Burbage Cllr David Burbage, the leader of the Royal Borough of Windsor and Maidenhead, reflects on the local elections and last week's Conservative Home Local Government Conference.

Under David's leadership the Council has showcased many radical initiatives from spending transparency to incentives for recycling. A really pioneering council.

Our track record at the Royal Borough, and hard work during the election campaign and for the previous four years saw our share of the vote, and our seat count rise significantly on May 5th.

Opposed by a very negative Liberal Democrat campaign, residents gave their verdict by removing 14 out of their 15 councillors, leaving a single councillor in post – hanging on by a coincidental 14 votes. There are now 51 Conservative members.

I highlighted four important areas that have both secured our national reputation and ensured local recognition as a leading Conservative local authority.

1. Transparency.

Our £500 publication threshold has been adopted as a national benchmark for open government. Introduced by my Council motion in February 2009, and variously criticised as being either too boring – or generating too many inquiries – or too expensive – the critics have been proved wrong and the public expectation of openness has translated into almost 100% availability of information about local council spending. It’s also spreading across Whitehall and other public sector organisations.

2. Council Tax

Reducing Council Tax in real terms by 12% has been noticed by residents.

We calculated that we have put back into the local economy some £24 million that would otherwise have been taxed and spent in the public sector. This principle of being on the front foot in the many ways of
saving money put us in good stead when central government grants inevitably reduced.

3. Incentive Based Recycling.

The Borough’s new “blue bins” are the most visible delivered policy we have achieved. Residents have told us that they approve of the Conservative carrot rather than the Labour stick approach.

We maintained the weekly bin collections – including the blue recycling bins – as a key local service, universal to all households.

4. Big Society.

Great progress has been made, and our profile as the only Conservative Vanguard has seen us under the spotlight from national and international observers. We have seen a significant increase in local volunteering, and a greater awareness of the Big Society in the local community who – unlike media cynics – generally approve of the intent behind the policy. Working with contacts in Whitehall has given us interesting challenges when local ambition hits national barriers.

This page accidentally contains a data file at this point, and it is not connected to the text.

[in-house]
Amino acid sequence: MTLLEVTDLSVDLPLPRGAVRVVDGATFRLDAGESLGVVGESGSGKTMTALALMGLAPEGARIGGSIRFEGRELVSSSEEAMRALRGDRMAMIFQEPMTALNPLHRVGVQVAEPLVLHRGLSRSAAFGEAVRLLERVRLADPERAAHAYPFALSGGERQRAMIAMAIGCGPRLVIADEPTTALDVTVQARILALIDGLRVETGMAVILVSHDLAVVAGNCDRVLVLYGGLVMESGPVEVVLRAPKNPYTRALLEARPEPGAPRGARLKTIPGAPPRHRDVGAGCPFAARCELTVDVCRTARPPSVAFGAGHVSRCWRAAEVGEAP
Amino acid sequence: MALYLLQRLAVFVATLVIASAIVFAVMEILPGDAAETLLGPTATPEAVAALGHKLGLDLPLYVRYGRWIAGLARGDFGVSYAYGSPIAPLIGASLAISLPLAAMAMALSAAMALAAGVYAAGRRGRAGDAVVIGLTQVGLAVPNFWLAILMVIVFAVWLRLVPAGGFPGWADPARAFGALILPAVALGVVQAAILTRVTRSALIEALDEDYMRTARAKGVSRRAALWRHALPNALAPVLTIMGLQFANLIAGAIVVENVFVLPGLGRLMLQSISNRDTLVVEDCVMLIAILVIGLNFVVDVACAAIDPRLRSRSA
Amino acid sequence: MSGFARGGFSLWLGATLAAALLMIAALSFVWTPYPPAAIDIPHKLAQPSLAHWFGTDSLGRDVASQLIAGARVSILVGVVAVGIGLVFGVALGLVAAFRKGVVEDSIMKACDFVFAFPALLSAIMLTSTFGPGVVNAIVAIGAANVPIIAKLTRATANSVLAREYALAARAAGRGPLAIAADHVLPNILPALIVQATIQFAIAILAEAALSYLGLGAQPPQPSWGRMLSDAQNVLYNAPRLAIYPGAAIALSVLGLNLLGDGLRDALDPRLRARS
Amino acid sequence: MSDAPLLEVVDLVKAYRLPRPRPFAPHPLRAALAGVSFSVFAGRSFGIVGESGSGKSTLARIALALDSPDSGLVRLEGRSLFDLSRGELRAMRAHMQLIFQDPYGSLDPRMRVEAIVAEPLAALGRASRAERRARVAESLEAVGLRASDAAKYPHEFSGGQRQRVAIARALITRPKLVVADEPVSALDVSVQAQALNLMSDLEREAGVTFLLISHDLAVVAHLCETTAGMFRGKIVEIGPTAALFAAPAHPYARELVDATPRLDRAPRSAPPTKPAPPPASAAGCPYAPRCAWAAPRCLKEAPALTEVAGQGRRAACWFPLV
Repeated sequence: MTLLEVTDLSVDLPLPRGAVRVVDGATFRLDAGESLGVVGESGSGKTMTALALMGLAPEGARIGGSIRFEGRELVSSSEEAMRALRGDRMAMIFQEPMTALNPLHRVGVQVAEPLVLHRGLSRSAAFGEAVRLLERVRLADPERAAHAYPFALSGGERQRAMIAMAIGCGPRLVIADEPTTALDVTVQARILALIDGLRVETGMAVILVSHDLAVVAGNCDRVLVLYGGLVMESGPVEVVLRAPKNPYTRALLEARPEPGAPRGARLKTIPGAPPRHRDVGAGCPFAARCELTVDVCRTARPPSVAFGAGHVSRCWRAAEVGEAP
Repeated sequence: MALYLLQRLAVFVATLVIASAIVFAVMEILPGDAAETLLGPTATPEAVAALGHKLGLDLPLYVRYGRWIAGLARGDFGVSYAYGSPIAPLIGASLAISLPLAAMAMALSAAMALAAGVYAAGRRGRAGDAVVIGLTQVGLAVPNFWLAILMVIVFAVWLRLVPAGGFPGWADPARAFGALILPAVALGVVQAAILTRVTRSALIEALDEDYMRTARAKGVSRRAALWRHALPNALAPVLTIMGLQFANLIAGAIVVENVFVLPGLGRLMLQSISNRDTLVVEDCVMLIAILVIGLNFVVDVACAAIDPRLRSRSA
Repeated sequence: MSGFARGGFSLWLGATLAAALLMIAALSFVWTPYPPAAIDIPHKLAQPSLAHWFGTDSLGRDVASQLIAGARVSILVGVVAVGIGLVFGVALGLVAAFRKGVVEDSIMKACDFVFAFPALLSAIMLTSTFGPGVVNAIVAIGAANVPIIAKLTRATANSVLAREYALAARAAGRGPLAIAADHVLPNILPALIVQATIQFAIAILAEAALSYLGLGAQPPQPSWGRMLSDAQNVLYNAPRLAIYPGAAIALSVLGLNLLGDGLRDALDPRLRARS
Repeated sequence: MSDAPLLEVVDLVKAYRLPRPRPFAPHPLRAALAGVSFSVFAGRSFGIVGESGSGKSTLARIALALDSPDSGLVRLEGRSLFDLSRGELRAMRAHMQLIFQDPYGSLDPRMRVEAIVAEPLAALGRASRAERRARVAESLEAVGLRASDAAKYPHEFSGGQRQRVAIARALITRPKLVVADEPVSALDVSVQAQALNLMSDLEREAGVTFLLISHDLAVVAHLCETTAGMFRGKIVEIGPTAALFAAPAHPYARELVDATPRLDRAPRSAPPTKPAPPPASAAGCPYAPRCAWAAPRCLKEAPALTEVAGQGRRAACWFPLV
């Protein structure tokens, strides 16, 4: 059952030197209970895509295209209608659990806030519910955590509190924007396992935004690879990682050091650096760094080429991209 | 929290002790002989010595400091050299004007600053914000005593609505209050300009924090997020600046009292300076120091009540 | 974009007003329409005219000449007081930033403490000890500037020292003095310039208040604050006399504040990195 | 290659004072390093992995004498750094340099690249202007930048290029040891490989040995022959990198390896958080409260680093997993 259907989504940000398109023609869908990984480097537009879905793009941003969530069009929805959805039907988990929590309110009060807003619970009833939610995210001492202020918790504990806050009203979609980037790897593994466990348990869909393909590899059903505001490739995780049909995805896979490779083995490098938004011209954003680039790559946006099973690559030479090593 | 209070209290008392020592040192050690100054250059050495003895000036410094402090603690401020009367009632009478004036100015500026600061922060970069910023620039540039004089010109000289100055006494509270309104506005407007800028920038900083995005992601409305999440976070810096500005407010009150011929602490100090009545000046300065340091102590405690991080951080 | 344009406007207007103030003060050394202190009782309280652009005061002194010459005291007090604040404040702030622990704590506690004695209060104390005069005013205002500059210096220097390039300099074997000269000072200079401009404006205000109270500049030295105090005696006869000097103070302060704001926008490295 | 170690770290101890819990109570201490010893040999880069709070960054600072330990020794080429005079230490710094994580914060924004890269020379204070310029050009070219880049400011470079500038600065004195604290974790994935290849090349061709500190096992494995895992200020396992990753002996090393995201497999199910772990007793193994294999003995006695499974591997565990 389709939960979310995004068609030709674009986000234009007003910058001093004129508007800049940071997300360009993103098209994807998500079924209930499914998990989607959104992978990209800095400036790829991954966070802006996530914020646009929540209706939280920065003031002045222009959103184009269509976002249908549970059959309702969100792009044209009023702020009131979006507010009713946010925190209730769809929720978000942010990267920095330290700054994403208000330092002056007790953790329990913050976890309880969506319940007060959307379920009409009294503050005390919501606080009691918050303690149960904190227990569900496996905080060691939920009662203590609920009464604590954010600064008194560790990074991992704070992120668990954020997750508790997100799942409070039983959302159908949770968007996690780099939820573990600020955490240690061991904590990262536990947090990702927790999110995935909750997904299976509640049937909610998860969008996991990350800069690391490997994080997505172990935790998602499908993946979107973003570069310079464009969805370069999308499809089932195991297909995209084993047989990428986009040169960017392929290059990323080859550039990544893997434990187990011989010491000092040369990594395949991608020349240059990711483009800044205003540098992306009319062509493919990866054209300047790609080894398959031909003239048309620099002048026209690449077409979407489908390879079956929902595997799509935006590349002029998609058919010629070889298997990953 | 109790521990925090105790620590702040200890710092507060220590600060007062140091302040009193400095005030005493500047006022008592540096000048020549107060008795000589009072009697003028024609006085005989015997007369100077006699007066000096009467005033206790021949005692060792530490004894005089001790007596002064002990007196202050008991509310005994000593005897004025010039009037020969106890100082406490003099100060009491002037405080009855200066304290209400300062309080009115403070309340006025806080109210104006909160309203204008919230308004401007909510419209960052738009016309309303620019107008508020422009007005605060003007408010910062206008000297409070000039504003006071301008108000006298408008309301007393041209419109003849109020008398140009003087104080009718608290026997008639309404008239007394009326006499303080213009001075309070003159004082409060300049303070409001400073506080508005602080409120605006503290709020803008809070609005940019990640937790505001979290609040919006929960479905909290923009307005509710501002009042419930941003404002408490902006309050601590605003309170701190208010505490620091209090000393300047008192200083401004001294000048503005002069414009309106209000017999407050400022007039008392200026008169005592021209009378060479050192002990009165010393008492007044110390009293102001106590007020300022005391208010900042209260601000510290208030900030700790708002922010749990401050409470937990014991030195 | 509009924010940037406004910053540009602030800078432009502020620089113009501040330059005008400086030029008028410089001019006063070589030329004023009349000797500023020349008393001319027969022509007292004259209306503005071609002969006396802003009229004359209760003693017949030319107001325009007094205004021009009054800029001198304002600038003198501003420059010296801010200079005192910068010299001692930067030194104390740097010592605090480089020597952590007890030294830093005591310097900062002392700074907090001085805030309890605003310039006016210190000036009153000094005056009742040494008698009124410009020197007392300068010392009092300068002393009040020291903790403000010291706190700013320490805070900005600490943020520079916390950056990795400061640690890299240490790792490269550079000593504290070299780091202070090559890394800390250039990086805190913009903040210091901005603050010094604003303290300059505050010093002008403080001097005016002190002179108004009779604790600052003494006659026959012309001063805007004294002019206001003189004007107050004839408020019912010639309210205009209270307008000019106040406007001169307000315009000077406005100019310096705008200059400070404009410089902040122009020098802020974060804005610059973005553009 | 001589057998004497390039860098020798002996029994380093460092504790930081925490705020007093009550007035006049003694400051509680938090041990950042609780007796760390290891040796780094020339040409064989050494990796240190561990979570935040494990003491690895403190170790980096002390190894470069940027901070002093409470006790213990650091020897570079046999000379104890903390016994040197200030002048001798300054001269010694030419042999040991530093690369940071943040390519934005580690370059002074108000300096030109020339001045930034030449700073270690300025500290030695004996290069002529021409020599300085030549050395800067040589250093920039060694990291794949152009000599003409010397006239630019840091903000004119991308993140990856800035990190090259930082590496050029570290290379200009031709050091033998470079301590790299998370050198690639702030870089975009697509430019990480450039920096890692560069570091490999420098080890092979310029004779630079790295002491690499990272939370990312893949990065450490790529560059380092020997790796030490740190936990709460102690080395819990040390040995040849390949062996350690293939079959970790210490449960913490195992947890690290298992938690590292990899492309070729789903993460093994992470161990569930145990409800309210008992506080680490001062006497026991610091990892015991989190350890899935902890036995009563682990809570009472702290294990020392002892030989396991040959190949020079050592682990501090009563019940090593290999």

Reflection on Conference

I enjoyed the whole session, and took careful notes from Stephen Greenhalgh on his 3 ‘R’s – Releasing Assets, Restructuring Overhead and Reforming delivery of services.

Eric Pickles was great value as usual, and supported both the call for greater transparency as well as the collective need to tackle the huge deficit.

Free schools

Finally, after my panel, the session on free schools highlighted to me the challenges put up by the existing education “producers” and their supporters, who don’t want competition in their public sector arena.

Parents will make intelligent choices, and the more choices they can be given, the higher the standard of education on offer will need to be. We should try to move to a position where parents – the “customer” – are in command of making education choices, rather than be restricted to a limited range offered by a single local authority producer, sometimes condemning pupils to mediocre options because that’s all that was available.

The experience of the free school champions on the panel seemed to be both complex and challenging, so kudos to those who are actively pursuing different education choices despite the numerous obstacles on the way.